So there became an official after FOWA party committe, and we had to discuss what we were going to do next, as the hotel bar was closing and thus we decided to go to the Startup Essential bar, (supported by Every City) and discuss startups, UK Scene, the economy until the early hours of the morning and thus then we will have put the worlds to right. As you can see we had a great representation from the UK Startup Scene, Nic from,  Josh from theIplatform, Jake from TactileCRM, Andy from Rummble and Andys sister from Every City and of course the man in the shirt.

Day two to look forward to, breakfast with the speakers, and a buzzing Friday with Tim Bray speaking as well....also the famous Facebook party as well to prepare for, along side a day of telling everyone about Startup Essentials, wait till the next episode for more...

Tuesday Oct 14, 2008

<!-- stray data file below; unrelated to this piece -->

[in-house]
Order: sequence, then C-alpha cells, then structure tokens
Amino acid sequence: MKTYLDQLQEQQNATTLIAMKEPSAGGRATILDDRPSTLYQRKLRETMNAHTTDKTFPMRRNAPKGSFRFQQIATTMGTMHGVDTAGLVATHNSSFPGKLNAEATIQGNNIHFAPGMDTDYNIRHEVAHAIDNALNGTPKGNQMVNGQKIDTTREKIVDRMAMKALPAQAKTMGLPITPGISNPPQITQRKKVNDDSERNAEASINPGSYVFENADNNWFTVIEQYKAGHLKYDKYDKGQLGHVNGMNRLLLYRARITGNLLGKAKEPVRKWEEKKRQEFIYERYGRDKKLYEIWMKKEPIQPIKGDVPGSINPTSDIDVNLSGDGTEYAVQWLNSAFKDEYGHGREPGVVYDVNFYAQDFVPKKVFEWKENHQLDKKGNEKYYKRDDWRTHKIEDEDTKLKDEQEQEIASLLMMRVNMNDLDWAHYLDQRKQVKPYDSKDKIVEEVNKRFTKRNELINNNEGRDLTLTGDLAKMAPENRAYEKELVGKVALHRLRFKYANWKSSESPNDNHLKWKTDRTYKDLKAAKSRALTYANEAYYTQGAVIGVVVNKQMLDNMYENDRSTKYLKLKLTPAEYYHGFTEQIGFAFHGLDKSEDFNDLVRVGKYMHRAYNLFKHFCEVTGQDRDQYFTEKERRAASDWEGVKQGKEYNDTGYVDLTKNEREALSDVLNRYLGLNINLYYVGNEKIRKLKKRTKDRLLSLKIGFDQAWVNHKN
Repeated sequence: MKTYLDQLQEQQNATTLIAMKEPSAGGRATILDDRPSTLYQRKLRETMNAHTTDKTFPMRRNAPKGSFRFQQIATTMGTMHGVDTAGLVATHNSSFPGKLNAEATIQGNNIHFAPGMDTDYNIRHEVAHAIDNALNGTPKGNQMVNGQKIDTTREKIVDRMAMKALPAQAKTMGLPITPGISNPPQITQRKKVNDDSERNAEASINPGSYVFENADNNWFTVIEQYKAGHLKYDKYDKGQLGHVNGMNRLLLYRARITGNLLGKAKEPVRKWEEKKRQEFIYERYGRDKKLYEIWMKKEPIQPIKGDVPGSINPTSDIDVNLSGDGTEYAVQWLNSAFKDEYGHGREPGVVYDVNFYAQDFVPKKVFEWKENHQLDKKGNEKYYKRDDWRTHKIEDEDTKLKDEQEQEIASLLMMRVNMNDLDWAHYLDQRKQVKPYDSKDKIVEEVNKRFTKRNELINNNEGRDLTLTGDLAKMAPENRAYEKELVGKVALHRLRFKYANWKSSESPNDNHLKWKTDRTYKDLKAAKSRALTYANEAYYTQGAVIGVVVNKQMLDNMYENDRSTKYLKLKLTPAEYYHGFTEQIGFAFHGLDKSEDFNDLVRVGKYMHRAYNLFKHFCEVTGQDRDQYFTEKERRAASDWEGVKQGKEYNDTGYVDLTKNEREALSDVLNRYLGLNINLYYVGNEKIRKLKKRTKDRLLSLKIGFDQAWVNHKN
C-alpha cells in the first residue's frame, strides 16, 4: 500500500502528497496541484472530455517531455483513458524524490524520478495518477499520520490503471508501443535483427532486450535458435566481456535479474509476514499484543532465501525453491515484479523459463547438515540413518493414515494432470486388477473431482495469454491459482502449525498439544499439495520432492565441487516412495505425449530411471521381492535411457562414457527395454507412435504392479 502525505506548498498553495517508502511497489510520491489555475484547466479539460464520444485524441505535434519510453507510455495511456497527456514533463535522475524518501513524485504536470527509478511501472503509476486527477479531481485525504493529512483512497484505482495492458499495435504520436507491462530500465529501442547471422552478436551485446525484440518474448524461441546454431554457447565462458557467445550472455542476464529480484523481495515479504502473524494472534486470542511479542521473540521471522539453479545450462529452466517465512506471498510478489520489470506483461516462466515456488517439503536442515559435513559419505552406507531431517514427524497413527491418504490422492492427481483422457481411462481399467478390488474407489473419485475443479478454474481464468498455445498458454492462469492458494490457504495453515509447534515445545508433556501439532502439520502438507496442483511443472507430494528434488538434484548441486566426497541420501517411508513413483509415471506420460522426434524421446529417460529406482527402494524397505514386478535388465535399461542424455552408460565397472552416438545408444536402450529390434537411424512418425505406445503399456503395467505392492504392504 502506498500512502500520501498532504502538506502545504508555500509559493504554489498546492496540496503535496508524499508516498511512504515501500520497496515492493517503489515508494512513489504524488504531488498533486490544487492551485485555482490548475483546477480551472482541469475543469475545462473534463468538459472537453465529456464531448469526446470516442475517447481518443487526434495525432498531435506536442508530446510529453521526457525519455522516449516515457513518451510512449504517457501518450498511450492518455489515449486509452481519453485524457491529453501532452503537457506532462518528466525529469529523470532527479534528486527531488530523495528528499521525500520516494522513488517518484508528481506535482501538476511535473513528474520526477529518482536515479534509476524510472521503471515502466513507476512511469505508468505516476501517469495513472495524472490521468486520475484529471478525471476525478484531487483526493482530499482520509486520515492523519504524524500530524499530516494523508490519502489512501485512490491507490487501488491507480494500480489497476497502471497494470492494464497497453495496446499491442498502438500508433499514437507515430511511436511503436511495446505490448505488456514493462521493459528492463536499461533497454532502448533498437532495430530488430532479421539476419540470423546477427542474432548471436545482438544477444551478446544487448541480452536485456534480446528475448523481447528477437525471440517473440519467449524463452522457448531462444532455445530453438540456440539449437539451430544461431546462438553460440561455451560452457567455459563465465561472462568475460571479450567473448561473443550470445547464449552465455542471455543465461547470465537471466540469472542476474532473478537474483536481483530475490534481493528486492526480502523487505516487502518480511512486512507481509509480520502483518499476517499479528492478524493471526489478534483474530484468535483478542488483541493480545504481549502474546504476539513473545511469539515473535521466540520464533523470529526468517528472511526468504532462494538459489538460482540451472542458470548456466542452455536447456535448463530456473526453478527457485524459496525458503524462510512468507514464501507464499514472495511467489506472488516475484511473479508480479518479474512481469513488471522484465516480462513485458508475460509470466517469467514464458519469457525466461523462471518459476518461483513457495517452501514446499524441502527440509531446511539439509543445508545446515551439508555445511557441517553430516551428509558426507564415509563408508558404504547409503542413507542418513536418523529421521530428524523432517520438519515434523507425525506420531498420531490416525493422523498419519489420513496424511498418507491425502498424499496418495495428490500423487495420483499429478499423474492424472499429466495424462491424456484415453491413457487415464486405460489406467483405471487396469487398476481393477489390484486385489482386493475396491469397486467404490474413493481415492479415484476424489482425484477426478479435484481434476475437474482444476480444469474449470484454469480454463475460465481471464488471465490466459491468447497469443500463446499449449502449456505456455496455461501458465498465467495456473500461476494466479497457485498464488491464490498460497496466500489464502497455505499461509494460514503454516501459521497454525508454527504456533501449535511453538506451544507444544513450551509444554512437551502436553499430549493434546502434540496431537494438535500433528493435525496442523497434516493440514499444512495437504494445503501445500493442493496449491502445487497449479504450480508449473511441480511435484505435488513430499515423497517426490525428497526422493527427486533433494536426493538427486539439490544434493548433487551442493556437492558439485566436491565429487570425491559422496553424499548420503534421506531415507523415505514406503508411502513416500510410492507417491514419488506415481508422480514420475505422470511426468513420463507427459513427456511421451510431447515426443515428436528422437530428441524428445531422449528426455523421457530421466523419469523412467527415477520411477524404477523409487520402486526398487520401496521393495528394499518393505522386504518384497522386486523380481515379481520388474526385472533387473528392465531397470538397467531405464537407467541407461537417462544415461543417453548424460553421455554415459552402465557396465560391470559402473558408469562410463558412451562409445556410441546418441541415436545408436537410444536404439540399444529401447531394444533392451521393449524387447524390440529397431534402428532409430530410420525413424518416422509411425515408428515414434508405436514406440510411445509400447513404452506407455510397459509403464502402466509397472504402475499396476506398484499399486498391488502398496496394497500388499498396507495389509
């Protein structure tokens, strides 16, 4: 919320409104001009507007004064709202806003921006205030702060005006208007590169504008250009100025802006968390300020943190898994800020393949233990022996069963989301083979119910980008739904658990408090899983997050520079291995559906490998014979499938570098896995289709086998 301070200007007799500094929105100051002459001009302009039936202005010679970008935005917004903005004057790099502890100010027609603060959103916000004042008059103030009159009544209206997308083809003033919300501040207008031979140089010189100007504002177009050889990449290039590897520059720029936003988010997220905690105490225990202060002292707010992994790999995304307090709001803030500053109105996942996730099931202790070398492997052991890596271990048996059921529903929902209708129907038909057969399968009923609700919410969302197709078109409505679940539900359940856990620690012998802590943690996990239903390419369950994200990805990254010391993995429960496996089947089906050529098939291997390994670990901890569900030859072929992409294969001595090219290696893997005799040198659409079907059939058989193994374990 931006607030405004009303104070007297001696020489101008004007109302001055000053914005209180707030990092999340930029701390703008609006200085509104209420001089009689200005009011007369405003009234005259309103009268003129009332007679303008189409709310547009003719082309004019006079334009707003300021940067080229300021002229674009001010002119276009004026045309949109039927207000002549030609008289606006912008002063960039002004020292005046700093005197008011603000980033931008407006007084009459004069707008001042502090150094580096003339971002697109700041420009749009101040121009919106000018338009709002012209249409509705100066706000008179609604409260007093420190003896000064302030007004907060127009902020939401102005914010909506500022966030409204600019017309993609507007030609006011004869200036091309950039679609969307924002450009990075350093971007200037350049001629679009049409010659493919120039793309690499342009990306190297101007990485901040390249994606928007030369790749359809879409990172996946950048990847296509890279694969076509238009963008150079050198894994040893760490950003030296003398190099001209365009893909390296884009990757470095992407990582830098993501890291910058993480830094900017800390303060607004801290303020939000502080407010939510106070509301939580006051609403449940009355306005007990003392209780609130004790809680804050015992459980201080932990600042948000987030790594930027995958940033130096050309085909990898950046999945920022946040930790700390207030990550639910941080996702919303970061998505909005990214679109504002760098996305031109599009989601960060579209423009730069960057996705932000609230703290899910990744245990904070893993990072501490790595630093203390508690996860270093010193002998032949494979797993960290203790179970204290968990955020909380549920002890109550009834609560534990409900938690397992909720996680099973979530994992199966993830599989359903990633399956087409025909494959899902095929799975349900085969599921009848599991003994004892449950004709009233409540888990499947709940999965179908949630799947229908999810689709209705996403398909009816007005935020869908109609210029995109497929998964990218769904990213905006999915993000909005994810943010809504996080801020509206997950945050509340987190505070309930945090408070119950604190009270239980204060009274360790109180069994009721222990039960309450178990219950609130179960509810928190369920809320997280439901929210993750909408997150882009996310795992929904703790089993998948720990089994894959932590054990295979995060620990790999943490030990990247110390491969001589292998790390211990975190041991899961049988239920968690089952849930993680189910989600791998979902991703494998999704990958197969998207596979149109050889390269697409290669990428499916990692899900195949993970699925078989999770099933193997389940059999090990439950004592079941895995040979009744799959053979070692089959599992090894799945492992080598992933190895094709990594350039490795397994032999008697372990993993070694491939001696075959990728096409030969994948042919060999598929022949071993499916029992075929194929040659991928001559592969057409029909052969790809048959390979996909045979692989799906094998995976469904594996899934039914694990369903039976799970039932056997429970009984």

The Man in the shirt he says Yes...Mashup Networking Events

mashup\* event - 23rd October - Networking & Demos - BT Center (St Pauls), London

Do you want to network with  a number of top business leaders ? Discuss the  future of our digital industry in challenging times and the significant opportunities available for digital executives, entrepreneurs and investors with the right strategy. Mashup Networking is the event for you then, there is no fee for this event, unlike regular events and is a great opportunity to sample the mixture of audience and discussion participation.

mashup\* started 30 months ago and now with over 2500 members and 34 events under there belt, its now an appropriate time to give something back and ask for your input to help us make mashup\* more useful for you; during what is expected to be a challenging new landscape.

This special mashup\* event will provide an extended time for you to meet other members and enjoy an evening of thought provoking talks & demos. During this time Tony, Simon and the mashup\* team would also appreciate the opportunity to get feedback from you as to your ideas on how we can improve mashup\* for you and your colleagues.